{Im}Perfect Yoga Practice

What are “Zen” conditions to practice yoga – a warm (hot for some) room; solitude; the sound of only breath, relaxing music, or nature; scented candles or diffuser; no time constraints; a room free of clutter; no one else talking to you or demanding your time; you remembering the sequence you are working on without help from notes?  While all of those qualities are fine and dandy, they certainly aren’t always realistic. And coming to expect them ultimately means that you will only be let down when they don’t exist or worse, you decide not to practice at all because you “there were too many interruptions.”

 Well let me remind you…life is not perfect.

 And if it were, we wouldn’t ever learn anything about ourselves or how overcoming adversity can often bring out the best in us.

During the past 8 months, my studio has been in the back of a CrossFit gym, which does have a wall and door that separates the 2 spaces.  In the past year I have also taught in another CrossFit gym that did not have a space that could be dedicated to a private yoga class.  Both of these spaces served a wonderful purpose in that I was and have been able to share the gift of yoga with many people.  But I can also say that they were not the most conventional locations for practicing yoga in that there were many times when my students were graced with loud music, pounding weights, yells, or grunts from the gym.  And I’m sure many of my students found it hard to not get distracted by what the “neighbors” were doing, but continued to practice.  Even if it threw them off their game for a moment or took them out of their element.

It’s no different than when you are practicing on your own at home and are distracted by kids, the phone ringing, the sound of the T.V. in the other room, someone doing dishes or making coffee right next to you and trying to carry on a conversation with you while you are clearly practicing, and the list goes on.  I have had multiple conversations with clients and students about directing their attention inward and toward their breath or a mantra in order to “ignore” these outside disturbances.  Yet, some of my favorite practice times have been when I am interrupted by my son who wants to climb on, under or through me while I’m practicing.  The result:  PURE HAPPINESS.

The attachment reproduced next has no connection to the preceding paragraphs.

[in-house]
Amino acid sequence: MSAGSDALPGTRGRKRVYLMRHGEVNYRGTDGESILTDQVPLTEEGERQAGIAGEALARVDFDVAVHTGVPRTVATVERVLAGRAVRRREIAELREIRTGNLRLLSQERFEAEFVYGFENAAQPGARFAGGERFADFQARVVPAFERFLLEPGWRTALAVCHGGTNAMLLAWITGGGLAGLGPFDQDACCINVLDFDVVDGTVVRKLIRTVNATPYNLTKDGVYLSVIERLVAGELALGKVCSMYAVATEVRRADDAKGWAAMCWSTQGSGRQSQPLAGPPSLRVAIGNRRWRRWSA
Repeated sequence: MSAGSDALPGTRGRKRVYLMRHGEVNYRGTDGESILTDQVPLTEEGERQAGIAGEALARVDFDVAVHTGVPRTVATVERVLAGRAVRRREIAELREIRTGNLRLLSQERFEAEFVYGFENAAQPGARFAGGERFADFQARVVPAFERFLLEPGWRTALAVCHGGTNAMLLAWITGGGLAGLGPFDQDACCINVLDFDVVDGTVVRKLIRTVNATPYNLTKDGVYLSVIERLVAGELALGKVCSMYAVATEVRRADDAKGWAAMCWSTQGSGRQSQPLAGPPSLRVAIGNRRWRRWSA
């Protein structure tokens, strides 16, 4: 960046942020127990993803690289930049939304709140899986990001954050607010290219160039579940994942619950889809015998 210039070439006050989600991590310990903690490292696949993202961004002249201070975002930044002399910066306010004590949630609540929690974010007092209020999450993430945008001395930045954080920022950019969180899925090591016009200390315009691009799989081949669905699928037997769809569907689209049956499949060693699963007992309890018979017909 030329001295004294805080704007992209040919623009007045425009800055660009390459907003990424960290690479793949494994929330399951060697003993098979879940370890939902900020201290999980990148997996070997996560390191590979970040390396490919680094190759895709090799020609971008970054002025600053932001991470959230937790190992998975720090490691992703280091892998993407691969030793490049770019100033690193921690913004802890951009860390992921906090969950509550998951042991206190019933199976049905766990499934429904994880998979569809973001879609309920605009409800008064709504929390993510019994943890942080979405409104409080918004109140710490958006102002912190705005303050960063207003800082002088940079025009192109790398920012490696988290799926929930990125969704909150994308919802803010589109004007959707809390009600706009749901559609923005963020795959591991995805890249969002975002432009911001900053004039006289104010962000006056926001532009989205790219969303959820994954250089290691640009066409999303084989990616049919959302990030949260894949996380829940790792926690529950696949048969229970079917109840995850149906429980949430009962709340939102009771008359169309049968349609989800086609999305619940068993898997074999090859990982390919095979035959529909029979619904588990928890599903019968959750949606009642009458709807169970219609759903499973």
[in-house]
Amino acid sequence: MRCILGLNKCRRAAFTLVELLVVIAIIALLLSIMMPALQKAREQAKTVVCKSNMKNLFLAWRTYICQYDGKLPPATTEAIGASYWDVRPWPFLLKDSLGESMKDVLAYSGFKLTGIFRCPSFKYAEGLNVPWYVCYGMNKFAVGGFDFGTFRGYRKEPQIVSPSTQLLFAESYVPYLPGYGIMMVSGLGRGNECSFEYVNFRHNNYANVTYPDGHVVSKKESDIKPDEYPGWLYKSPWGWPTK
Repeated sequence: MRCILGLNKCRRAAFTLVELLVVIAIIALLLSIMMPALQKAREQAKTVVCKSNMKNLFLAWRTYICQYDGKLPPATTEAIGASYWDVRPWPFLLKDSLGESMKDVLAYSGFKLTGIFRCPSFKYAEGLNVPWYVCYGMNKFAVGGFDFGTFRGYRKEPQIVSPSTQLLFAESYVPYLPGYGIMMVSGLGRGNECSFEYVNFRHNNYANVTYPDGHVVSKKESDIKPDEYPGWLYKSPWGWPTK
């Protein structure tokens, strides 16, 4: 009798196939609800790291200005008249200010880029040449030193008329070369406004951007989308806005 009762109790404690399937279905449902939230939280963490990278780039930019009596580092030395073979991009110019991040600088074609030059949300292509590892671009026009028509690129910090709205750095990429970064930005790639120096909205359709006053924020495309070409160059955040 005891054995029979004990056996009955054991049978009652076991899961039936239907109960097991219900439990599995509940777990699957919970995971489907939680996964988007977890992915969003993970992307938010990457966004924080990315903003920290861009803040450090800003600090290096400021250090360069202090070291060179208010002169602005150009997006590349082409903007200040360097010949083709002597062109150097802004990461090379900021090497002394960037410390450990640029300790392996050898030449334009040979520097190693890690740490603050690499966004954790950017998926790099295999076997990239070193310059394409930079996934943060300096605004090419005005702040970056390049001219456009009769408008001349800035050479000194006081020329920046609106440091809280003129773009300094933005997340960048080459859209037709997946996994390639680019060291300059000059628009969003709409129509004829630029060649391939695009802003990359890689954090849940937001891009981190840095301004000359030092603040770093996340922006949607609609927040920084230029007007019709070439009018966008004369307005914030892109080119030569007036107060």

So what does each of these instances teach us?

When you can quiet your thoughts and mind of the inner conversations you have with yourself and endless concern that may exist for everything and everyone else in your life, and just have the courage to be present {and practice}, you start to change your perception on life and how you approach it.

You may even discover that the chaos or less-than-ideal conditions that we are faced with could, in fact, be contributing to the perfect conditions we need in order to thrive.

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